An App Here, An App There….


Do you use health apps in your everyday life? Who directed you to the apps you use? Your doctor? Friend? Co-worker? Well, if you got yours from the App Store or Google Play then you are in the majority. That wasn’t the case 5 years ago:

This marks a shift from the firm’s 2010 survey, when more than 65 percent of healthcare practitioners said they’d be the ones to recommend mHealth apps to their patients. Five years later, that percentage has dropped to 48 percent of physicians and 46 percent of hospitals. (link to article)

Back in the late 2000s the apps were mostly driven by the health providers such as physician practices and hospitals. They were also many that were related to specific disease states or information that was gathered from the patient at the specific hospital or physician practice. Now we are seeing a trend, one that has been growing for a couple of years, of apps targeted toward exercise and diet. You may have a Fitbit or an Apple Watch, use My Fitness Pal or other apps to track what you do, what you eat, what your pulse is and how long you exercised.

But a lot of the apps fail to satisfy the users need. They may be too complicated to use, take more effort to input information or just simply don’t do what the app advertises. For instance, I have a Fitbit and originally wanted it to track my sleep. But it is not consistent so I just can’t rely on the information. A lot of the apps that you might have on your phone, iPad or such you have to either read the label and input the information about that chocolate chip cookie or glass of almond milk that you just consumed. Some are sophisticated enough to scan the barcode of the product and take the information from there into the app.

So what has your experience been with apps for your health? Did you healthcare provider point you to helpful ones? Do you use apps that are specific to your disease state – as in the case of diabetic monitors? Or have you just seen others using these apps on Facebook and thought that might work for you?

Tell me about it!


Shifting Interoperability Focus to Non-Eligible providers and Moving beyond Meaningful Use


HIMSS Blog

Individual and community level health information exchange is the most recent focus of ONC funding continuing the journey to move us close to seamless interoperable health information exchange.

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Do YOU Own YOUR Health Data?


I’ve been following the “ownership” of patient health care data for probably over 12 years – since I started full-fledged into healthcare IT – that’s at least how long those in the industry have been talking it over – and over, and over, and over. So it was much to my surprise to come across an article that laid out who owns the health data – you or the provider or the healthcare company.

I was even more shocked to find that there are states that will not release your own health data from your physician/healthcare system without a court order!!! Wowser!! Won’t see me moving to South Carolina or New Jersey or visiting a doctor there unless I’m in a life or death situation!

But you are in luck if you live in New Hampshire – you own your data according to “Revised Statutes of the State of New Hampshire 151:21”  So yup, I would definitely be comfortable their having MY health data.

If I counted right, then 27 states have no laws on ownership, so its a toss up…

And then my own state of Texas – to my shock and horror and almost pissed-off-ness –

Medical records may be owned by a physician’s employer, including include group practices, professional associations, and non-profit health organizations.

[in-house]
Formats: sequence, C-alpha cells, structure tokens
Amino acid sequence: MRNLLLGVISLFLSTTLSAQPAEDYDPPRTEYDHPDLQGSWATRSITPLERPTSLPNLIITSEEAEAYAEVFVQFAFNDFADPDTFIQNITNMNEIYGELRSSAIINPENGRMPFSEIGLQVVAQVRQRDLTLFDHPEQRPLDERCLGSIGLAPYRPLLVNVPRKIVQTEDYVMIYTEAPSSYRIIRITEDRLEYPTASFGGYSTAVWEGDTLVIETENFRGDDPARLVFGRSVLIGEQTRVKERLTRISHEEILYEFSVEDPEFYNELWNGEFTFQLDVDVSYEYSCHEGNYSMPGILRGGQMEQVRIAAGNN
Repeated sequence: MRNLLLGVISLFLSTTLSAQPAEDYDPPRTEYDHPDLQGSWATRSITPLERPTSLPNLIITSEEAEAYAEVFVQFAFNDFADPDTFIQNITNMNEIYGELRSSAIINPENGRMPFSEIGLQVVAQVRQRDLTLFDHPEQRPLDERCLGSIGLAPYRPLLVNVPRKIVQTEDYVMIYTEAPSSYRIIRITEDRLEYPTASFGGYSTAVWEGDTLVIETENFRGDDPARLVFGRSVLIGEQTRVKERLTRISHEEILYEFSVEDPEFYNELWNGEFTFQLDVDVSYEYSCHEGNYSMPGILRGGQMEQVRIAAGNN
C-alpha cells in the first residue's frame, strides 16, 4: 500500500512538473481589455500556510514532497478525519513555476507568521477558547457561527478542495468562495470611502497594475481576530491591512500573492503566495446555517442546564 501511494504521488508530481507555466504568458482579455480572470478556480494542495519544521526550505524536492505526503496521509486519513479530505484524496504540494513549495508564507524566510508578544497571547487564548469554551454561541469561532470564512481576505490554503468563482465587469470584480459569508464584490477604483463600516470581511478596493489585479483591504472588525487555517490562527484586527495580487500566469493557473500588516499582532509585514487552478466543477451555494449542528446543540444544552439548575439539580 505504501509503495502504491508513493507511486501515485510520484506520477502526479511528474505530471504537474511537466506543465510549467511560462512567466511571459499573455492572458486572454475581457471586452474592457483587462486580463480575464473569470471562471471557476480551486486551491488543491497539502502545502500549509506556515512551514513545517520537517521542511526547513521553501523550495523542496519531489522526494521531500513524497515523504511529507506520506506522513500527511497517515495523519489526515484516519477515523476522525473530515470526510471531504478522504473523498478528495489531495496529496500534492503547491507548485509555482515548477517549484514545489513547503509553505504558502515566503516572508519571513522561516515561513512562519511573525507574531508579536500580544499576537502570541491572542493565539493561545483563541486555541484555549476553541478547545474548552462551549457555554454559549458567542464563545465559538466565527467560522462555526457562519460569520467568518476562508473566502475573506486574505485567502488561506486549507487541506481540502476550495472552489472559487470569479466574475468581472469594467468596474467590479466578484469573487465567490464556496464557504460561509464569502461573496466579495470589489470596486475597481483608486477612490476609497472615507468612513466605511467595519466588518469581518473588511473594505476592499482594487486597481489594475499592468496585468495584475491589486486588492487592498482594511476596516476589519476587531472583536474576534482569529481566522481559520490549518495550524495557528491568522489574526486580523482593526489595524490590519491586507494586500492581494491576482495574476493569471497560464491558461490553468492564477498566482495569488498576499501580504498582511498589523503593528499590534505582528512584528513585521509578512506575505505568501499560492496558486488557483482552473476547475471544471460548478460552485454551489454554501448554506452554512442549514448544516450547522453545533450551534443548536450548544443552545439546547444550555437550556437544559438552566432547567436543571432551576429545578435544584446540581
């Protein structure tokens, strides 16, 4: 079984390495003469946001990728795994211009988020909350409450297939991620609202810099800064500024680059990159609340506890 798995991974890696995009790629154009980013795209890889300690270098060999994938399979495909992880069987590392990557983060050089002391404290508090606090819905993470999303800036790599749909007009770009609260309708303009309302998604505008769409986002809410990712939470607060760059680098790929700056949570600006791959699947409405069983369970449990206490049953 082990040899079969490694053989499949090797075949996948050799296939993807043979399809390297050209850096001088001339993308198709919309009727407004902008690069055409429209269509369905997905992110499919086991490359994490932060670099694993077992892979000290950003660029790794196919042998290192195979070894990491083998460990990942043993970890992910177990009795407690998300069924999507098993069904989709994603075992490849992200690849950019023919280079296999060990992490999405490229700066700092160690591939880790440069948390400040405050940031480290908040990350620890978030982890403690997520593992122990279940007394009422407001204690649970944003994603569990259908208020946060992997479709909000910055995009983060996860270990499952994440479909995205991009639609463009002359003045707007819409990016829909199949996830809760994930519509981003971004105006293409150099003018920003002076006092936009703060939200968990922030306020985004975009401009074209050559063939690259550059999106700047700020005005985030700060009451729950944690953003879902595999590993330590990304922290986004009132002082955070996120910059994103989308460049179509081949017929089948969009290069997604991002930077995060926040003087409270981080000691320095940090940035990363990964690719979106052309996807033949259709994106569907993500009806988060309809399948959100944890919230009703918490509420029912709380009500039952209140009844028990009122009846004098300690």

That word of “may” tricks me up…does that mean they “may” give me a copy without that court order like South Carolina wants or they “may” decide they don’t want to give them to me? Clarity, folks, clarity!!

So here is the infographic/map if you want a quick look… but thought you might find this a little interesting. What do you think of your state’s laws or lack of?

health data owner

Courtesy of this great article!


How much is your healthcare information worth on the “black” market?


According to an article in Reuters, your information from a healthcare hack can sell for $20 or more on the black market. Why, you ask? Because that information is much easier to use to paint a whole picture of a person and their identity than the previously targeted financial data. They can use the healthcare data to receive medical care, obtain prescriptions, and use your social security number and date of birth to obtain credit in your name. With the financial sector locking down their information in response to the many hacks of late years the healthcare industry is an easier target as they have not been previously worried about hacking.

In a recent Washington Examiner article, it was reported that:

 Hackings of data from healthcare firms and doctors jumped over 1,800 percent from 2008-2013…

Reviewing Health and Human Services reports of data breaches where more than 500 patients were exposed, the Brookings Institution found that the number went from just 13 in 2008 to 256 in 2013, impacting 9 million in 2014.

Healthcare systems that are hacked and have the weak security can/will be fined up to $1.5 million dollars – which should serve as incentive to tighten up that security.

What does this mean to you? It means you should keep an eye on your credit, listen to the news for reports of hacking, and you might even ask your health care provider and other healthcare entities if their security is appropriate. Of course, most of those clinical providers on the front end (those doctors & nurses) probably can’t answer the question as it lies deeper in the organization or operations, such as the information technology department, so don’t be too upset if they can’t tell ya about it.

Thoughts?


What’s in store for mHealth?


From the 2014 mHealth Summit they had 4 “take-aways” – all four were ones that we have heard before and ones that we should be listening to.

I’ll start with the easy one, in my opinion – (and their #1 on the list) – Consumer Engagement is the buzzword. I’ve been talking about this one off and on for a while. We are a culture that is becoming more informed. We have access to health information much more easily than those who have come before us. Google, WebMD, and just about any health related organization, such as providers and support sites. For me, personally, I am paying attention to more on the Breast Cancer site than before because my mom is fighting breast cancer. And we’ve talked before about access to your own health information and how we all want to see what our health record looks like and find out what did the doctor realllly say in my last visit with him/her?